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April 1, 2011
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Palermo 1820 by KristinaGehrmann Palermo 1820 by KristinaGehrmann
© Kristina Gehrmann

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Or follow my sketchbook on Conceptart.org - regularly updated since 2008...

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edit: wow, a front page apparition :lol: awesome!

My latest, but not my last, still life from Angel Academy! :)
Oil on canvas, about 45x65 cm.

You can see a WIP photo here:
[link]

Like in the previous still life, I used the sight-size method here to get the proportions, relations and sizes of the objects drawn correctly in the earliest stage.
After this drawing stage, dark shapes are blocked in. Only then are colors blocked in - very simple, flat colors at first. Then each object is refined and detailed and brought to a finish. We start with the fruit (or whatever perishables we're using), since they, well, rot really quickly XD
This is why some fruit is missing from the WIP photo. We sometimes have to replace things that get squishy and moldy, but I try to finish them really quickly so that I can still eat them afterwards. So far, successfully: I had to throw away just one orange.

The white cloth is my pillow case (No worries, I had another one to sleep on). I wanted something white, and I'm too lazy to buy a nice lacy tablecloth at the market, you see.
(And who knows how many poor Chinese immigrants are getting exploited, working under inhumane conditions in the textile industry in Prato °__° I'm not buying pretty, cheap clothes in the Chinese stores in Florence anymore.)

The pretty glass is courtesy of my landlady, Vanda (grazie mille!)
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:iconmelg701:
Melg701 Featured By Owner Jan 4, 2014
Wow I love your work.
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:icongryffgirl:
Gryffgirl Featured By Owner Jan 20, 2013
That is a gorgeous still life!
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:iconiastartov:
IAstartov Featured By Owner Dec 22, 2012
Great work! Looks realistic.
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:icon21stcenturydamocles:
21stCenturyDamocles Featured By Owner Dec 22, 2012  Professional General Artist
great light i just love your work
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:iconlucony:
Lucony Featured By Owner Nov 15, 2012  Hobbyist
I'm totally stunned! Ein spannender Kontrast der strahlenden Früchte auf ihrer weißen Decke gegenüber der düsteren Atmosphäre. Chapeau! ;)
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:icondkdelicious:
dkdelicious Featured By Owner Nov 14, 2012  Student General Artist
Refreshing piece in showing actual skill in drawing and painting from life.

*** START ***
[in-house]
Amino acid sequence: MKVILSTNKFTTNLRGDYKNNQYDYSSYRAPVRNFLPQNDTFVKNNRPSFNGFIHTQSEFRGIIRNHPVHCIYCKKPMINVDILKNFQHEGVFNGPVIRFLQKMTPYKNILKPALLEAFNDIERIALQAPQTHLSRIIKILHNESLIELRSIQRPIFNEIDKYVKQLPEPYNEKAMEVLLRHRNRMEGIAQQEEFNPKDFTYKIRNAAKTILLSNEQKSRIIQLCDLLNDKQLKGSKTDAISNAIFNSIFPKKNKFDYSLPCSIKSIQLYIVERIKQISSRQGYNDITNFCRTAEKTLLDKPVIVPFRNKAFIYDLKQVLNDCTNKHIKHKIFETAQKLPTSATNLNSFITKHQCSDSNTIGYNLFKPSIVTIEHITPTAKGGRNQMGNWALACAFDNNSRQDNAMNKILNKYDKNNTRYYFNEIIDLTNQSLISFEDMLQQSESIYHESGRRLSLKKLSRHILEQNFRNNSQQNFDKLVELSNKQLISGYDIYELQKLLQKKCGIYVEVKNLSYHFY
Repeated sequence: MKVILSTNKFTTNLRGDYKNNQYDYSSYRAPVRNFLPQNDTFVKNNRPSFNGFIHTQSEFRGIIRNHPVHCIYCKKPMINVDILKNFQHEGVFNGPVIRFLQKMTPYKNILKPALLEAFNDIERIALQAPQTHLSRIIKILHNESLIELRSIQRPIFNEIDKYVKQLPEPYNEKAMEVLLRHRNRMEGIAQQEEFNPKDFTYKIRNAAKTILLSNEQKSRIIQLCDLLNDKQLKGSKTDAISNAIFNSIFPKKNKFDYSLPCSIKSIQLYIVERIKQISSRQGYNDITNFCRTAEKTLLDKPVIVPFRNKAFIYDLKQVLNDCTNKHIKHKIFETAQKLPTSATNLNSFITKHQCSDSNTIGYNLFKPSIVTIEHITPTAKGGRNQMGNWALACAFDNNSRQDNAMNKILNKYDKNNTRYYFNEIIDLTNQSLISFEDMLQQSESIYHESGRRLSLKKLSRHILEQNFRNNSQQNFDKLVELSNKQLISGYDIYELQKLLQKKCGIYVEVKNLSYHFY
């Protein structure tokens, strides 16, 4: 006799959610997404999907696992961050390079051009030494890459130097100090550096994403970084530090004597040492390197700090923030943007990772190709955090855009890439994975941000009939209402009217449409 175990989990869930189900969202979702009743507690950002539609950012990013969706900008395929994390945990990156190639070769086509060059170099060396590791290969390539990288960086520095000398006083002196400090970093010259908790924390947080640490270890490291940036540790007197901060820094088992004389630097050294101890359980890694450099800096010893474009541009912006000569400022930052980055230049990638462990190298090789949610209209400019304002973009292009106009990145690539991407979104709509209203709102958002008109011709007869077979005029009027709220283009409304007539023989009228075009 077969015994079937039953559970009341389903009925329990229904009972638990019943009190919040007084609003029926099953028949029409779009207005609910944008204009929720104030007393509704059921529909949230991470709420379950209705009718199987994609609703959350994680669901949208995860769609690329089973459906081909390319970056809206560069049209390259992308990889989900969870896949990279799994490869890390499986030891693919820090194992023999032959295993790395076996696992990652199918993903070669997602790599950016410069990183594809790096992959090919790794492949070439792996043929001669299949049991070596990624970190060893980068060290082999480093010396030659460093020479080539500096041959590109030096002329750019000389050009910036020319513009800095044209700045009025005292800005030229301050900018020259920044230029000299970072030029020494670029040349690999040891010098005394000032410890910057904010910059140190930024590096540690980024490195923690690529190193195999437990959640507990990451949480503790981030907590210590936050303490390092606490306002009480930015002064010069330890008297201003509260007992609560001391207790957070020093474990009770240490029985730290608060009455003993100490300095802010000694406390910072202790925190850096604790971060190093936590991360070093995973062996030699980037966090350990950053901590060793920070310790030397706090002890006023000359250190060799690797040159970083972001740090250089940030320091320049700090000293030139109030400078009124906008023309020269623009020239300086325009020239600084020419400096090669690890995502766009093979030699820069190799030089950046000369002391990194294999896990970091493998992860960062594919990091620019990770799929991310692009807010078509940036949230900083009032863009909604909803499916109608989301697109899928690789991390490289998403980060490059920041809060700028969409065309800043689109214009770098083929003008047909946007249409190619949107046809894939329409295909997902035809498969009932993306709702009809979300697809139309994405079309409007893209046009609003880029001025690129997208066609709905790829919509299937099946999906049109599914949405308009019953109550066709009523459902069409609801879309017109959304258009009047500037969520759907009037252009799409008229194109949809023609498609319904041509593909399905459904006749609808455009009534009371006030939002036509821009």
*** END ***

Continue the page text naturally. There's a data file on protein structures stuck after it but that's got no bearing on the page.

Great work!
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:iconvaporz123:
vaporz123 Featured By Owner Oct 22, 2012
hi, i like your works a lot. been checkin out angel academy's web too. lot's of amazin works. can you gimme some hints on color? i seem to have a lot of problem handling value/hue/temperature/ and intensity all at once... may i know what's your palette for this painting? is it basically the same one for most of your other works? what sort of planning do you do - if any - before you start a painting? sorry i am asking a lot. thanks in advance for reading. =)
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:iconkristinagehrmann:
KristinaGehrmann Featured By Owner Oct 22, 2012  Professional Digital Artist
Hi :)
I could tell you all here I know about color but it would fill an entire book. Fortunately, such books have already been written, and much better than anything I could write, too.

To recommend just one, look for "Color and Light: A Guide for the Realist Painter" by James Gurney.
For more recommendations, check the huge book list in my journal: [link]

I don't remember how the palette for this painting looked like (2 years is a long time). My best advice is to try to limit yourself to only the most important colors you think you'll need but perhaps less than ten per palette.
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:iconvaporz123:
vaporz123 Featured By Owner Oct 22, 2012
heyy thanks so much for replying =DD

oh less than ten, i see... i have about 13 now and my teachers asked me to add more... but i'll try yours!

one more question, you start with lots of turpentine in the beginning and slowly add more pigment right? no mediums etc?

once again thanks a lot!
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:iconkristinagehrmann:
KristinaGehrmann Featured By Owner Oct 22, 2012  Professional Digital Artist
You're welcome :)
Not too much turpentine (or diluent), just as little as necessary. We used an odorless solvent.
Yes, the principle "fat on lean" always applies for oil painting. The medium should be slightly richer (more oil) with each layer. Your teacher is supposed to know that (otherwise find another school)
Perhaps this is helpful too: [link]
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